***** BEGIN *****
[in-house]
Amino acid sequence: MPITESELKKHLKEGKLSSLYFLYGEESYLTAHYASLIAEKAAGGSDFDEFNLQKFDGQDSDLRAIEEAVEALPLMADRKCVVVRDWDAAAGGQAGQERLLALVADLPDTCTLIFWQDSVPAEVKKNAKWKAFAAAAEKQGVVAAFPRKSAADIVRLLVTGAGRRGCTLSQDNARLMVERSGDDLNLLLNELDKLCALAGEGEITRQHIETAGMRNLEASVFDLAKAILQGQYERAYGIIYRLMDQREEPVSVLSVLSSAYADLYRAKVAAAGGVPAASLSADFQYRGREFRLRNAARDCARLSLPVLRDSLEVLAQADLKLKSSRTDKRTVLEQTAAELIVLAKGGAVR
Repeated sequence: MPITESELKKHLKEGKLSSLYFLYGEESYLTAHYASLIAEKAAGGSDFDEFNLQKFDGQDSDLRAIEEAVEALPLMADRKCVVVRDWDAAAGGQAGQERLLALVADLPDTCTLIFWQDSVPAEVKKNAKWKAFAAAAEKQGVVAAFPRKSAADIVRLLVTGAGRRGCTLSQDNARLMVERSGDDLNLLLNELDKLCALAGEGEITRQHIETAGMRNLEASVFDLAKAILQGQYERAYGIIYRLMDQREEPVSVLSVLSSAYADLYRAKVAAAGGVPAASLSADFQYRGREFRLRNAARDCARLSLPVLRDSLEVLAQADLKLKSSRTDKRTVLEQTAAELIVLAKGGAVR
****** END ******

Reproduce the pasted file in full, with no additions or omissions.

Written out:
[in-house]
Amino acid sequence: MPITESELKKHLKEGKLSSLYFLYGEESYLTAHYASLIAEKAAGGSDFDEFNLQKFDGQDSDLRAIEEAVEALPLMADRKCVVVRDWDAAAGGQAGQERLLALVADLPDTCTLIFWQDSVPAEVKKNAKWKAFAAAAEKQGVVAAFPRKSAADIVRLLVTGAGRRGCTLSQDNARLMVERSGDDLNLLLNELDKLCALAGEGEITRQHIETAGMRNLEASVFDLAKAILQGQYERAYGIIYRLMDQREEPVSVLSVLSSAYADLYRAKVAAAGGVPAASLSADFQYRGREFRLRNAARDCARLSLPVLRDSLEVLAQADLKLKSSRTDKRTVLEQTAAELIVLAKGGAVR
Repeated sequence: MPITESELKKHLKEGKLSSLYFLYGEESYLTAHYASLIAEKAAGGSDFDEFNLQKFDGQDSDLRAIEEAVEALPLMADRKCVVVRDWDAAAGGQAGQERLLALVADLPDTCTLIFWQDSVPAEVKKNAKWKAFAAAAEKQGVVAAFPRKSAADIVRLLVTGAGRRGCTLSQDNARLMVERSGDDLNLLLNELDKLCALAGEGEITRQHIETAGMRNLEASVFDLAKAILQGQYERAYGIIYRLMDQREEPVSVLSVLSSAYADLYRAKVAAAGGVPAASLSADFQYRGREFRLRNAARDCARLSLPVLRDSLEVLAQADLKLKSSRTDKRTVLEQTAAELIVLAKGGAVR